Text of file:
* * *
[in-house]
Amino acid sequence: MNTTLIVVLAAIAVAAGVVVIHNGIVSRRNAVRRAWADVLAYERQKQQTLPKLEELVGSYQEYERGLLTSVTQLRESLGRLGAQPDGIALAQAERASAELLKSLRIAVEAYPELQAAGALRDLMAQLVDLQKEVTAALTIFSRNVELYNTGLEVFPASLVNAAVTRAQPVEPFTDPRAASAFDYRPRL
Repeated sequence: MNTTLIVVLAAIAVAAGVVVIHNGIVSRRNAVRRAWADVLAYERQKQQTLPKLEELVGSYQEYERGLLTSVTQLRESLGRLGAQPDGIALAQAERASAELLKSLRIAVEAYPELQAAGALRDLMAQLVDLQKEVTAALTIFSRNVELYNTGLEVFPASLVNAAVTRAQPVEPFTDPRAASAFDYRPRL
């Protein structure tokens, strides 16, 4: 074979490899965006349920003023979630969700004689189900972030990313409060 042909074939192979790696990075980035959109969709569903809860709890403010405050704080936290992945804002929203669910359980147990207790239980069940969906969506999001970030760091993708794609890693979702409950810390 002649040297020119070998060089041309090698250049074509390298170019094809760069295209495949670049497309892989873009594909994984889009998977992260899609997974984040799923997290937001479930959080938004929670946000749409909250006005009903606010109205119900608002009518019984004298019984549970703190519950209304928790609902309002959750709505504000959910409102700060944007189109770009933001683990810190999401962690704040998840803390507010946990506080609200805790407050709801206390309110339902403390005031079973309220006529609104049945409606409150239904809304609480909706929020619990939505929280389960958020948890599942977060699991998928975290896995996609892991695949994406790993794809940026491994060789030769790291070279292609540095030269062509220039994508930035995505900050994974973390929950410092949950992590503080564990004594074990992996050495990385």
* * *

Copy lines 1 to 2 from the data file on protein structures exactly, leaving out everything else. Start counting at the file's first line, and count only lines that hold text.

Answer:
[in-house]
Amino acid sequence: MNTTLIVVLAAIAVAAGVVVIHNGIVSRRNAVRRAWADVLAYERQKQQTLPKLEELVGSYQEYERGLLTSVTQLRESLGRLGAQPDGIALAQAERASAELLKSLRIAVEAYPELQAAGALRDLMAQLVDLQKEVTAALTIFSRNVELYNTGLEVFPASLVNAAVTRAQPVEPFTDPRAASAFDYRPRL